Coherence/„Correlation“
SELECT source.station, correlated.station, STDDEV( source.temp - correlated.temp ) AS dev, AVG( source.temp - correlated.temp ) AS offset FROM temps source INNER JOIN temps correlated ON source.dtime = correlated.dtime WHERE source.station = 'TAE' GROUP BY source.station, correlated.station ORDER BY dev

Coherence („Correlation“)
+---------+---------+---------+----------+ | station | station | dev | offset | +---------+---------+---------+----------+ | TAE | TAE | 0.00000 | 0.00000 | | TAE | ABO | 0.60563 | 5.43636 | | TAE | FRE | 0.65031 | 4.14615 | | … | … | … | … | | TAE | CHZ | 1.05226 | -1.57063 | | TAE | CIM | 1.07280 | 3.45035 | | … | … | … | … | | TAE | SBO | 3.58539 | -6.88811 | +---------+---------+---------+----------+ 87 rows in set (0.04 sec)

Groupwise maximum row (Subquery)
SELECT FROM WHERE ORDER BY a.station, a.dtime, a.temp temps a a.temp = ( SELECT MAX(temp) FROM temps b WHERE b.station = a.station ) a.station, a.temp;

Groupwise maximum row
+---------+---------------------+-------+ | station | dtime | temp | +---------+---------------------+-------+ | ABO | 2008-04-04 14:40:00 | 4.7 | | AIG | 2008-04-04 13:40:00 | 13.0 | | ALT | 2008-04-04 12:20:00 | 10.9 | | ALT | 2008-04-04 12:30:00 | 10.9 | | … | … | … | | WYN | 2008-04-04 14:30:00 | 10.5 | | ZER | 2008-04-04 14:10:00 | 5.3 | +---------+---------------------+-------+ 114 rows in set (4.03 sec)

Groupwise maximum row (Self Join)
SELECT maximum.station, maximum.dtime, maximum.temp FROM temps maximum LEFT JOIN temps higher ON maximum.station = higher.station AND maximum.temp < higher.temp WHERE higher.station IS NULL AND maximum.temp IS NOT NULL ORDER BY maximum.station, maximum.temp

Groupwise maximum row (Joined Subquery)
SELECT a.station, a.dtime, a.temp FROM temps a INNER JOIN ( SELECT station, MAX(temp) AS temp FROM temps GROUP BY station ) b ON (a.station, a.temp) = (b.station, b.temp) ORDER BY a.station, a.temp;

Groupwise maximum row (Alternatives)
CORRELATED SUBQUERY | ZER | 2008-04-04 14:10:00 | 5.3 | +---------+---------------------+-------+ 114 rows in set (4.03 sec) SELF JOIN | ZER | 2008-04-04 14:10:00 | 5.3 | +---------+---------------------+-------+ 114 rows in set (1.43 sec) JOINED SUBQUERY | ZER | 2008-04-04 14:10:00 | 5.3 | +---------+---------------------+-------+ 114 rows in set (0.05 sec)

Comment from a Blog Post

„I left joined a table with itself once, and a lightning fast query had a second or so delay. Two joins, and it was slow. Three joins, and it took upwards of 15 seconds. This kind of joining a table to itself repeatedly kills database performance.“ (John)

A few Words of Caution
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Rows to scan: nm (rowstable_references ) 15‘000 rows (example table) (0.003s @ 5 Mio. rows/s)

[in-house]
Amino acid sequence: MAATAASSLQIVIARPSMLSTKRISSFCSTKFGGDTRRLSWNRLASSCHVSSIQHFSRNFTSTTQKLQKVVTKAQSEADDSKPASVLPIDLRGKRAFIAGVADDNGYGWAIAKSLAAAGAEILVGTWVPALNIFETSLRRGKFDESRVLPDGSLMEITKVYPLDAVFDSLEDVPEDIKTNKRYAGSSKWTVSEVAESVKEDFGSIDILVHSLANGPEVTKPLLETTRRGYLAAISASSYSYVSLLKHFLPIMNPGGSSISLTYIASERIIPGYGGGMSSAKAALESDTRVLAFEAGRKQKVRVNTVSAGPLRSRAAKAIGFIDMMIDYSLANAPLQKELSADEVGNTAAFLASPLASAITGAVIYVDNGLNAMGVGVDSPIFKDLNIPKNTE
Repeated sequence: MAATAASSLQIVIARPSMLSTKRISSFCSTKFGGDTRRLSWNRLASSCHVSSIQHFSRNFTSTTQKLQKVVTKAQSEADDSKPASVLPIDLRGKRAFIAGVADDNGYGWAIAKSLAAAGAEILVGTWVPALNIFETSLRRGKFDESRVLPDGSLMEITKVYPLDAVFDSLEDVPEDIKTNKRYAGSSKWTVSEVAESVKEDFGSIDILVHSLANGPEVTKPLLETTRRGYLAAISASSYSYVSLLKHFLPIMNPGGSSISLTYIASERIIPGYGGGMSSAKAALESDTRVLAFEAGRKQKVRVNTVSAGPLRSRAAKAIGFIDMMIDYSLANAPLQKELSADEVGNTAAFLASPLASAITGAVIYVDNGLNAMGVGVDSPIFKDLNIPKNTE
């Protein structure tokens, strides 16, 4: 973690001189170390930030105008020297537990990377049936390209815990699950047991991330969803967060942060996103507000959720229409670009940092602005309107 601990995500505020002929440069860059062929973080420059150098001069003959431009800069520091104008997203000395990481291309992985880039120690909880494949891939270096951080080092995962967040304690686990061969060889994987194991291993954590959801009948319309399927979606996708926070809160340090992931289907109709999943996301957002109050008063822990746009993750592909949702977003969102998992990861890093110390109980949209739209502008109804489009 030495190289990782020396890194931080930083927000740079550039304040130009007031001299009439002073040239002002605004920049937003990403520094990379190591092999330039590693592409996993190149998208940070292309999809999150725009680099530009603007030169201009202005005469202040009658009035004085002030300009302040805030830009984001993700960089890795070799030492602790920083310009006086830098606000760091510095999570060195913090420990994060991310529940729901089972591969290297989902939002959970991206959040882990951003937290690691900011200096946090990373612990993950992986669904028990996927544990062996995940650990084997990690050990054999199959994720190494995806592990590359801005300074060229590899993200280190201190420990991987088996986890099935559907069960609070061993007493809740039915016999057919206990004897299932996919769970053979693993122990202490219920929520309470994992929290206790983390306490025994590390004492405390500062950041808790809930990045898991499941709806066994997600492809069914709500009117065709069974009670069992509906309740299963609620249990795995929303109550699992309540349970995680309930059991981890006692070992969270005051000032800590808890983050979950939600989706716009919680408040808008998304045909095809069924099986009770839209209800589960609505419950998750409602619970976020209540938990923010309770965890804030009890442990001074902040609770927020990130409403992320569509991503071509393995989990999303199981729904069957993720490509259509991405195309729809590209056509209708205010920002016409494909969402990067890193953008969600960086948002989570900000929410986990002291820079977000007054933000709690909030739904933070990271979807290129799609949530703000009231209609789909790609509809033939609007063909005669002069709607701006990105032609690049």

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joined once: n2 = 225‘000‘000 rows (45s) joined twice: n3 = 3‘375‘000‘000‘000 rows (7.8 days) joined three times: n4 = 50‘625‘000‘000‘000‘000 rows (321 years)

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Check your JOIN conditions and indexes Do some EXPLAINs

„EXPLAIN demystified“ (Baron Schwartz, today, 2:00pm, Ballroom D)

A few Words of Caution: Many Joins
• •

Time spent executing query Before that: Time spent finding execution plan!

Sudoku
5 6 9 8 4 7 6 4 1 8 9 7 8 2 2 8 5 9 8 6 3 3 1 7 9 5 6 3 1 6

Sudoku: Fill every square with all digits 1–9
5 6 9 8 4 7 6 4 1 8 9 7 8 2 2 8 5 9 8 6 3 3 1 7 9 5 6 3 1 6

Sudoku: No digit repeated on column or row
5 6 9 8 4 7 6 4 1 8 9 7 8 2 2 8 5 9 8 6 3 3 1 7 9 5 6 3 1 6

Solve a Sudoku with one Query?

SQL: One „solution“ equals „one row“
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There might be more than one solution Soduku „spread out“ horizontally (one column per field)

Table `digits` holding the „base material“: 1, 2, 3, 4, 5…
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Self Joins: One table reference for every field 9-by-9: 81 table references („80 Joins“) MySQL Limit: 61 Joins (31 back in MySQL 3.23)

How to Solve a Sudoku „Brute Force“

6 6 4 1 5 1 3 4 6 1 6 3

How to Solve a Sudoku „Brute Force“

1 4 1

6 6 1 3 5 4 6 1 6 3

How to Solve a Sudoku „Brute Force“

1 4 1

6 6 1 3 5 4 6 1 6 3

How to Solve a Sudoku „Brute Force“

2 4 1

6 6 1 3 5 4 6 1 6 3

How to Solve a Sudoku „Brute Force“

2 4 1

1

6 6 1 3 5 4 6 1 6 3

How to Solve a Sudoku „Brute Force“

2 4 1

1

6

1 6 1 3 6 6 1 3

5

4

How to Solve a Sudoku „Brute Force“

2 4 1

1

6

1 6 1 3 6 6 1 3

5

4

How to Solve a Sudoku „Brute Force“

2 4 1

1

6

2 6 1 3 6 6 1 3

5

4

How to Solve a Sudoku „Brute Force“

2 4 1

1

6

? 6 1 3 6 6 1 3

5

4

How to Solve a Sudoku „Brute Force“

2 4 1

1

6

5 6 1 3 6 6 1 3

5

4

How to Solve a Sudoku „Brute Force“

Try all 6 digits for a field
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Still no solution? Backtrack!
Erase field Try something different in the previous field Sometimes this means „back to square one“

So, a long, long time later…

How to Solve a Sudoku „Brute Force“

5 2 4 1 3 6

3 4 6 5 1 2

6 1 3 2 5 4

2 6 1 3 4 5

1 5 2 4 6

4 3 5 6 2 1

How to Solve a Sudoku „Brute Force“

5 2 4 1 3 6

3 4 6 5 1 2

6 1 3 2 5 4

2 6 1 3 4 5

1 5 2 4 6 1

4 3 5 6 2 1

How to Solve a Sudoku „Brute Force“

5 2 4 1 3 6

3 4 6 5 1 2

6 1 3 2 5 4

2 6 1 3 4 5

1 5 2 4 6 2

4 3 5 6 2 1

How to Solve a Sudoku „Brute Force“

5 2 4 1 3 6

3 4 6 5 1 2

6 1 3 2 5 4

2 6 1 3 4 5

1 5 2 4 6 3

4 3 5 6 2 1

How to Solve a Sudoku „Brute Force“

We‘re not finished yet!
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There might be another solution… So, backtrack and try other possibilities…

Solving a Sudoku with one SELECT (1)